So you’ve just finished building a website for your bike shop, Mike’s Bikes. You want your customers to have the same great experience on your site that they have in your store.
testRigor can “crawl” through your site, discovering functionality, clicking on links and buttons, and showing you screenshots of each path your customer could take in their journey to a purchase. It even fills out forms.
Let’s see how a test is set up.
When you’re logged into testRigor, you will be prompted to add a new application. Give it a name (we’ll call our demo application “Mike’s Bikes”) and select the type of application. For this example, we’ll be testing a website in a desktop Chrome browser.
If your server is protected by HTTP Authentication (in other words, if your server itself won’t show you the pages unless you authenticate), or if the pages of the application you want to test require a login, enter the credentials here.
You can optimize the speed of your test:
- Maximum wait timeout
You can tell testRigor how long to wait for the server to respond a page. Lower numbers will result in a faster test, but larger numbers will be more tolerant of a slow network or busy server.
- Maximum page load time
You can tell testRigor how long to wait for the server to send a page. Lower numbers will result in a faster test, but larger numbers will be more tolerant of a slow network or busy server.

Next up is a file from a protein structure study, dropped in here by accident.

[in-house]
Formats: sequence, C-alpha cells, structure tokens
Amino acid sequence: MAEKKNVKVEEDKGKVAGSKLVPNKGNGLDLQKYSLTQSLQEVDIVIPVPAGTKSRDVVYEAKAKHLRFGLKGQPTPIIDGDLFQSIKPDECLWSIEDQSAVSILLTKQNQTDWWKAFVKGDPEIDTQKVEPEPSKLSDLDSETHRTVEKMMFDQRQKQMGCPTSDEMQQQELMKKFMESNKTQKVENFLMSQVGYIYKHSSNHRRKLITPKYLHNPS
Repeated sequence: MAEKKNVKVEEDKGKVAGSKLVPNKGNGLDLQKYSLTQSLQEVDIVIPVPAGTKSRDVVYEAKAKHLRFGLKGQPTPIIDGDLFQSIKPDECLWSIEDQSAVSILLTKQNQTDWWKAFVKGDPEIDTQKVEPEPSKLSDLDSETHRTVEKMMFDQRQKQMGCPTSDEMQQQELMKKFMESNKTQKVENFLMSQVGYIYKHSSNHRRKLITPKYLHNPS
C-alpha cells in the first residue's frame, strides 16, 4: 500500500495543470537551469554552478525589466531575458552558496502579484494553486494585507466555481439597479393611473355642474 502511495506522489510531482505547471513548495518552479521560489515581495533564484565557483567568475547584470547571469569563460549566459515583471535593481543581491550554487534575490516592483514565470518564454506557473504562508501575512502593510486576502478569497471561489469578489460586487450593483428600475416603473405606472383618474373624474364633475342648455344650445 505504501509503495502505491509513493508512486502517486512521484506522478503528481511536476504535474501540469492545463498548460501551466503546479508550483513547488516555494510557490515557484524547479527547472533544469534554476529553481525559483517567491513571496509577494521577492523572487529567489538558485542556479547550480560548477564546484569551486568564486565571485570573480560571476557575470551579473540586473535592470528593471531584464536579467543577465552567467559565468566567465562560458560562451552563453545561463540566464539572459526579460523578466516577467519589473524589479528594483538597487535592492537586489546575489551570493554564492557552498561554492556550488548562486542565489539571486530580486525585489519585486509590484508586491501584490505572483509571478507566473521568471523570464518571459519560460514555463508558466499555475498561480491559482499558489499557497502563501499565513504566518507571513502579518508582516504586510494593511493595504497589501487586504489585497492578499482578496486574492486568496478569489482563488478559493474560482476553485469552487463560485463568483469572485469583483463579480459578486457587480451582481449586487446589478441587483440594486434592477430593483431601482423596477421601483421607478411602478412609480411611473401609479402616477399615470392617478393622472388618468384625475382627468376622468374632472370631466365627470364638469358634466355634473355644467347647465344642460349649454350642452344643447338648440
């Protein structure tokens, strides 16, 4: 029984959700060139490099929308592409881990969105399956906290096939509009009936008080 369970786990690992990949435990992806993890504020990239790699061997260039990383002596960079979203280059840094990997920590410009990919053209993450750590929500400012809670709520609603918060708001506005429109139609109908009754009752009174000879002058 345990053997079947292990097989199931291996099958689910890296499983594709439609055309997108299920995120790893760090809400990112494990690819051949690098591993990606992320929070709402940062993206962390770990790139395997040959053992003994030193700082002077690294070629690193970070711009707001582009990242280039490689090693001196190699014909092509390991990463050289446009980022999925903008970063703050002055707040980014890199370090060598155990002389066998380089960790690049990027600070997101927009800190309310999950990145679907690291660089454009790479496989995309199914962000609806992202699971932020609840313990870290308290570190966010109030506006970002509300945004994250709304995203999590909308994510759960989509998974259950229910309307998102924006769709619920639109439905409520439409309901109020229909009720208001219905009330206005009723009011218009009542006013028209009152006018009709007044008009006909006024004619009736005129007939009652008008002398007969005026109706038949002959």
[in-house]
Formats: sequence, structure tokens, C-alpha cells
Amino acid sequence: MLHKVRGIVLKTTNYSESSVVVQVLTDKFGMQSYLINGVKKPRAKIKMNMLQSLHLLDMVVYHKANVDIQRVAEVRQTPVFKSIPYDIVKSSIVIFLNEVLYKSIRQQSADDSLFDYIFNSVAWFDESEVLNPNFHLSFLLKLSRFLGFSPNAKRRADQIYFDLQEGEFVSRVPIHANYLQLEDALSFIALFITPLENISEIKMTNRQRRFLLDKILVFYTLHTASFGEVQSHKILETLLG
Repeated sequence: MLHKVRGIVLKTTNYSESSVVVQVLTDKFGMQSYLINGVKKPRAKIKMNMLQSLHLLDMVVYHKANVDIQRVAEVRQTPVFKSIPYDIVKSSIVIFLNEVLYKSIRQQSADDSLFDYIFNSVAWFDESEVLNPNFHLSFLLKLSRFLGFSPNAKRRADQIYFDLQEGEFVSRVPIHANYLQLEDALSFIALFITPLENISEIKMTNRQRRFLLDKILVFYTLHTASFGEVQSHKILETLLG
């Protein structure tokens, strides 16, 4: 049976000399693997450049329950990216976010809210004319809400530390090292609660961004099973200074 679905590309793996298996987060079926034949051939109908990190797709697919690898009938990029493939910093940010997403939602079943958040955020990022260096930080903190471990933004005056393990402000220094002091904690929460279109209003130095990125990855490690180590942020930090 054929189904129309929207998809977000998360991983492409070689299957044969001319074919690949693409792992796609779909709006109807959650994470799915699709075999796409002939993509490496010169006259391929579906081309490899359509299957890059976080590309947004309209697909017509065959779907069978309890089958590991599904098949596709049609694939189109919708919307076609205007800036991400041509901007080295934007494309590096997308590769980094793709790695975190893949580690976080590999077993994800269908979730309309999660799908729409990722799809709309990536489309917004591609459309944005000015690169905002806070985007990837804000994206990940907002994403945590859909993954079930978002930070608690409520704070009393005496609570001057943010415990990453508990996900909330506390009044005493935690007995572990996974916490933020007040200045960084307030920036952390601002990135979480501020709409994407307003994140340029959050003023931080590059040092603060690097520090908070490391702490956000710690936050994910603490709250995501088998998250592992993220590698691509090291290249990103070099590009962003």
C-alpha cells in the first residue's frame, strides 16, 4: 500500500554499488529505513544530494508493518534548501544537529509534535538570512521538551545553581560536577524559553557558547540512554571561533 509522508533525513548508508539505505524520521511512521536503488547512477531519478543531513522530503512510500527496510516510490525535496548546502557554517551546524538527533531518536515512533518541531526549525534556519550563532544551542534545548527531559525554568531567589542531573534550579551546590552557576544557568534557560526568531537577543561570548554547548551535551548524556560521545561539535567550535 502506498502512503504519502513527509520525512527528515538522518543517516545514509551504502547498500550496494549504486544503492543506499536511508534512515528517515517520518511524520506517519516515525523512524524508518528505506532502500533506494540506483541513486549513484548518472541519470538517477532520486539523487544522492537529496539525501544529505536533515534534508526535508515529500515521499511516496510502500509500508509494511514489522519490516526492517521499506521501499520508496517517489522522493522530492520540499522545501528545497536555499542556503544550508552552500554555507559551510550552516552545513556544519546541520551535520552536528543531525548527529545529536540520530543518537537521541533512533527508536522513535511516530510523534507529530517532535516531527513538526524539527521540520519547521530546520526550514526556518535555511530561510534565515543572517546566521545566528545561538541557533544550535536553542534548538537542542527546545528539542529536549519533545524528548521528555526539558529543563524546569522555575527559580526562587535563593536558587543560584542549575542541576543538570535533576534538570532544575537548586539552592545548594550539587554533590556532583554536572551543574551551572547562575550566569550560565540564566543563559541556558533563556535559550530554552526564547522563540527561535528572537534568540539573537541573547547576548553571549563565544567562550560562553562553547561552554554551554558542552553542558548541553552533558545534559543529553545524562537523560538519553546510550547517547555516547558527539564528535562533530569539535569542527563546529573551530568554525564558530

- Delay for page to render
By default, testRigor wants to be very thorough, but when you’re just trying the service out we recommend toggling the
Minimal exploration and
Use more than one combination checkboxes so they appear as shown above.
Skip the fine-tuning section for now and click
testRigor will prompt you to provide the URL of your application, then click
Explore to tell the crawler to start discovering functionality.
As it explores your site, testRigor will start generating groups of screenshots that represent a path a user could take through your site.
In this case, the crawler started on the main page of the store that shows various bikes for sale.
It discovered that a user could click on the “San Jose” model, and so it outlined that functionality with a red box and took a screenshot as it clicked on it.
The crawler returned a screenshot of the page that loaded when it clicked the bike.
It discovered that a user could click the
Buy button, so it outlined that as it clicked on it.
And that brought the crawler to a checkout page.
The crawler first discovered that it had the option to cancel, but over the course of the test it explores all the functionality of the site.
In a later iteration, it discovered it could fill out the form and click the purchase button.
When you make changes to the app later, you will find that the
explore button has changed to
When you retest, the crawler will look for pages that have changed and detect new functionality. In this case, we added a
Buy button on the main page.
Whenever testRigor discovers new functionality, you have the opportunity to identify it as
Failed if it’s a bug.